In passing, I just have to note that TBOGT, for all of the homophobic abuse that is hurled at its eponymous NPC, Gay Tony, is a strangely progressive title. It presents a gay man in a major role as a successful, albeit currently drug-addled, nightclub owner and mover-and-shaker, one that inspires a lot of loyalty from his right-hand man, Luis. He is, to be sure, still a stereotype, but the game's writers bend over backwards to present him and, by extension, his lifestyle, as acceptable and normal. Well, at least relative to other titles. I was actually very pleasantly surprised at how sensitively the friendship between Tony and Luis is played out in what's usually a brash medium that's more comfortable confirming negative stereotypes. We're not talking a treatment here that's comparable to what occurs in novels, or even films, but TBOGT does a commendable job of realistically presenting both the homophobia of everyday life alongside a complete acceptance of so-called "alternative" lifestyles.

Changing tack completely, one jarring feature of both titles is how the storylines paint both player characters as essentially "good guys", but then insist on them committing acts that completely erode this perception. For instance, Johnny is shown as having actively reached out to rival gangs to calm things down and remove the violence from his drug dealing, an equilibrium that is upset by the reappearance of Billy. Similarly, Luis has had a spell in prison in his past which he regularly talks about as a formative experience and a significant turning point in his life. But both PCs seem to completely forget all about this when gameplay sets in, and both wind up doing things that are seriously at odds with the stories that Johnny and Luis tell about themselves in cutscenes and dialogue. I was actually disappointed that there wasn't any way of acting on either Johnny's or Luis' better impulses during play. That said, this is a failing that repeats from earlier GTA titles where characters who ostensibly appear principled still seem to wind up engaged in no end of sociopathic violence.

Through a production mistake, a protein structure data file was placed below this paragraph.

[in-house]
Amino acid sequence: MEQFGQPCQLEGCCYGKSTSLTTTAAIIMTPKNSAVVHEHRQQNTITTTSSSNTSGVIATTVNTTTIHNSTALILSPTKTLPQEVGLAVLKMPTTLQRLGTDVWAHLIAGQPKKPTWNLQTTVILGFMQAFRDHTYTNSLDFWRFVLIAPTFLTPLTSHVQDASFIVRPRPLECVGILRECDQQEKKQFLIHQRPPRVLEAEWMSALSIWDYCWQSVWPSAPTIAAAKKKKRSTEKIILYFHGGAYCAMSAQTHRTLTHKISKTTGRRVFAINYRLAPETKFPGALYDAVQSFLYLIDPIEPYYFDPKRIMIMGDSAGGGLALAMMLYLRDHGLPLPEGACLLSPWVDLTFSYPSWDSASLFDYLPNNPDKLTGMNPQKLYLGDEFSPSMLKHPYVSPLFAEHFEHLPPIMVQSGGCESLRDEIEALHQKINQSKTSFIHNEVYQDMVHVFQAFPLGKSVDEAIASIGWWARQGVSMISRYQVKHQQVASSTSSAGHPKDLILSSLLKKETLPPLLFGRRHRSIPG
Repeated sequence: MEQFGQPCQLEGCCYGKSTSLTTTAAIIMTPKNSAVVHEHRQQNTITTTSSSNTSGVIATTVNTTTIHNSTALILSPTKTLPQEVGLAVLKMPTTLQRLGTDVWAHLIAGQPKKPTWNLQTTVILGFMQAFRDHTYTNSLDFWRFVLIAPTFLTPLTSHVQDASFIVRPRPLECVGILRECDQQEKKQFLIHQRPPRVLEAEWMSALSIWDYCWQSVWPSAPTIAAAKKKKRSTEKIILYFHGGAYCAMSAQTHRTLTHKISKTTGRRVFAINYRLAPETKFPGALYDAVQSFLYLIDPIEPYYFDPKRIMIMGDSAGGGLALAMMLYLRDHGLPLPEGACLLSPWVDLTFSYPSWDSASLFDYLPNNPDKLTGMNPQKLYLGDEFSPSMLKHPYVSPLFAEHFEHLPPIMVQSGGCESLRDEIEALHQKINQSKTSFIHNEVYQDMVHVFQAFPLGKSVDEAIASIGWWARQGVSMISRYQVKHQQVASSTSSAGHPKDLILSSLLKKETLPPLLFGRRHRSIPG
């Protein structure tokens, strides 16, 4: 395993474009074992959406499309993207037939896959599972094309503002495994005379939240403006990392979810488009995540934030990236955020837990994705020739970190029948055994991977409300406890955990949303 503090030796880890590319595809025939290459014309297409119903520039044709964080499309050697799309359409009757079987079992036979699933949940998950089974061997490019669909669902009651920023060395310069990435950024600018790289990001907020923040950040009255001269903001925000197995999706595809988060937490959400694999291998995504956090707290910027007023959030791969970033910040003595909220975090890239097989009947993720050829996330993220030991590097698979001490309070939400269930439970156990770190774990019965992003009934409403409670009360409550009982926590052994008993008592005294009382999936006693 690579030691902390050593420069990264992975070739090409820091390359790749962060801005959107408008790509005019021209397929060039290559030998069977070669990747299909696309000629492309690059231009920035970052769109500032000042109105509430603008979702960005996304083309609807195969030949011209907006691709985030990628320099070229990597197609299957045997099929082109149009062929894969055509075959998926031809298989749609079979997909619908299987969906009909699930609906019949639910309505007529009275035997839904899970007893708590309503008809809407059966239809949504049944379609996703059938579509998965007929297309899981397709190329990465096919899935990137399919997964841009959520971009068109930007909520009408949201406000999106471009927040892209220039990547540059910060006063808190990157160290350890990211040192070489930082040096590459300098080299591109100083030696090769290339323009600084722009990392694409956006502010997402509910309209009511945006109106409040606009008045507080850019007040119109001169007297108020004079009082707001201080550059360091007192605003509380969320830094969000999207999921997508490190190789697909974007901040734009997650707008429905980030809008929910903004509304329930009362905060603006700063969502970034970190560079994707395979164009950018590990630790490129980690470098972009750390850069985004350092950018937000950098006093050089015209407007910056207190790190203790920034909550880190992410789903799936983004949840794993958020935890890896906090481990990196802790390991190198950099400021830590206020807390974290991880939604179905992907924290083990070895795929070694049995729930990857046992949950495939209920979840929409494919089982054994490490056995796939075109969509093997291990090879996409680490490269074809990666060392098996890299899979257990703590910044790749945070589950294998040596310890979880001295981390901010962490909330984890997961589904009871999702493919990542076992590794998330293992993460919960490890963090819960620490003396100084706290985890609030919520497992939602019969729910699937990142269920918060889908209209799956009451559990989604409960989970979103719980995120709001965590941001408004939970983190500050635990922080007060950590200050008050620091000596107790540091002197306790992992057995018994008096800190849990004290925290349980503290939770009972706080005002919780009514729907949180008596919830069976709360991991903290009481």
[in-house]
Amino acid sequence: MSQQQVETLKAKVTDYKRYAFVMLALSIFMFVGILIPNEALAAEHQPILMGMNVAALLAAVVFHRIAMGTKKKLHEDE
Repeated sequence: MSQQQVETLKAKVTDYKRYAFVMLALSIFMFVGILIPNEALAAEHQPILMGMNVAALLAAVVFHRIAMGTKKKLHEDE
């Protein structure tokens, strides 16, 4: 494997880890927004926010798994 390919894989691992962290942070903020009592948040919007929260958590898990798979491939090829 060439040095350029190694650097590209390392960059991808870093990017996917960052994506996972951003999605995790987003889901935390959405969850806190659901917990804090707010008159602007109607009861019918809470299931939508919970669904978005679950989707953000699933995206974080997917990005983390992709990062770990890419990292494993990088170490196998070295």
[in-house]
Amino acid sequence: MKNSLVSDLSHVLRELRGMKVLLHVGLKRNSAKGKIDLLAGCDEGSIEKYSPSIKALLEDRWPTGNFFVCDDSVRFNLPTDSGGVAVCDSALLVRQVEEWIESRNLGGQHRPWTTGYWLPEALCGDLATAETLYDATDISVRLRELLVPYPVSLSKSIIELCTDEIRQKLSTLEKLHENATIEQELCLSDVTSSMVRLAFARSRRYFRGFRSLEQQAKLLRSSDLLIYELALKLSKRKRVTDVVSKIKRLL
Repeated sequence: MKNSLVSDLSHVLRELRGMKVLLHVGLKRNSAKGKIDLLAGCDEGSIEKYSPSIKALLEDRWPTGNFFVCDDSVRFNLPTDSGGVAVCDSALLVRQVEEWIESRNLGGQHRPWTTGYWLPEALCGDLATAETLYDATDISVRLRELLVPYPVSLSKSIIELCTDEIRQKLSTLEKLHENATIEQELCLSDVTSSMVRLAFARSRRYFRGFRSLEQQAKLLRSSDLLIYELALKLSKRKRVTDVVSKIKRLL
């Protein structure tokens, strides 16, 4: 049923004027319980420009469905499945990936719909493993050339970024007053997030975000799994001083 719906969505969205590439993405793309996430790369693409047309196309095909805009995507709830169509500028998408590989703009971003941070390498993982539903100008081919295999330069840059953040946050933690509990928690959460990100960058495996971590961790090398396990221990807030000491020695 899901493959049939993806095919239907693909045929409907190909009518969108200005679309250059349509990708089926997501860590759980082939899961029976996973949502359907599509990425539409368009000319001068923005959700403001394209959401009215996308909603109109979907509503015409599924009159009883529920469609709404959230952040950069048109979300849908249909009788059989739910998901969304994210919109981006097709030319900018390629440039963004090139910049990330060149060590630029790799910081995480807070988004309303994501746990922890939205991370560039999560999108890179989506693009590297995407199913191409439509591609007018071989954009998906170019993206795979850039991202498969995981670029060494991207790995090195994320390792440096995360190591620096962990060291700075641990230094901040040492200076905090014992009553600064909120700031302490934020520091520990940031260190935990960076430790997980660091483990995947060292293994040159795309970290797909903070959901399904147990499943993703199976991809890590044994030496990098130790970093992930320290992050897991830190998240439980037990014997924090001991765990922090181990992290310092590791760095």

Another significant failing in both episodes, and, again, in GTA more generally, is that, no matter how sophisticated the overarching storyline or characters, the player is not allowed to resolve things in any way other than violently. GTA IV allowed the player a few binary decision points where a choice had to be made, but these only had minor consequences in terms of gameplay, even where they had quite significant consequences for in the wider storyline. Furthermore, there's just nothing like the openness of the storyline that's available in the likes of Fallout 3. While, yes, there are still some fundamental limitations there too, the developers have clearly gone out of their way to leave things as open as possible. For any given mission, there are usually numerous possible routes towards one of several outcomes - and violence is not the only solution. This widening gap between GTA's quite sophisticated storylines, which aspire to be realistic and open, and the actual lack of realism and openness, is something that the series needs to invest in to stay relevant.

To be fair, rival GTA titles (as well as the likes of the hallowed Half-Life) are similarly lacklustre in these departments. Their worlds are increasingly sophisticated and detailed, but the options available for players to navigate them are disappointingly thin on the ground. So for players that are familiar with more open worlds, such as that of Fallout (and, as I understand it, there are plenty of others), GTA is looking increasingly creaky - even if it is still a lot of fun. And I mean a lot of fun.

So, overall, I still love GTA. But I just wish it would spread its wings a bit more and give me more control in its worlds. Roll on Grand Theft Auto V ...

No comments: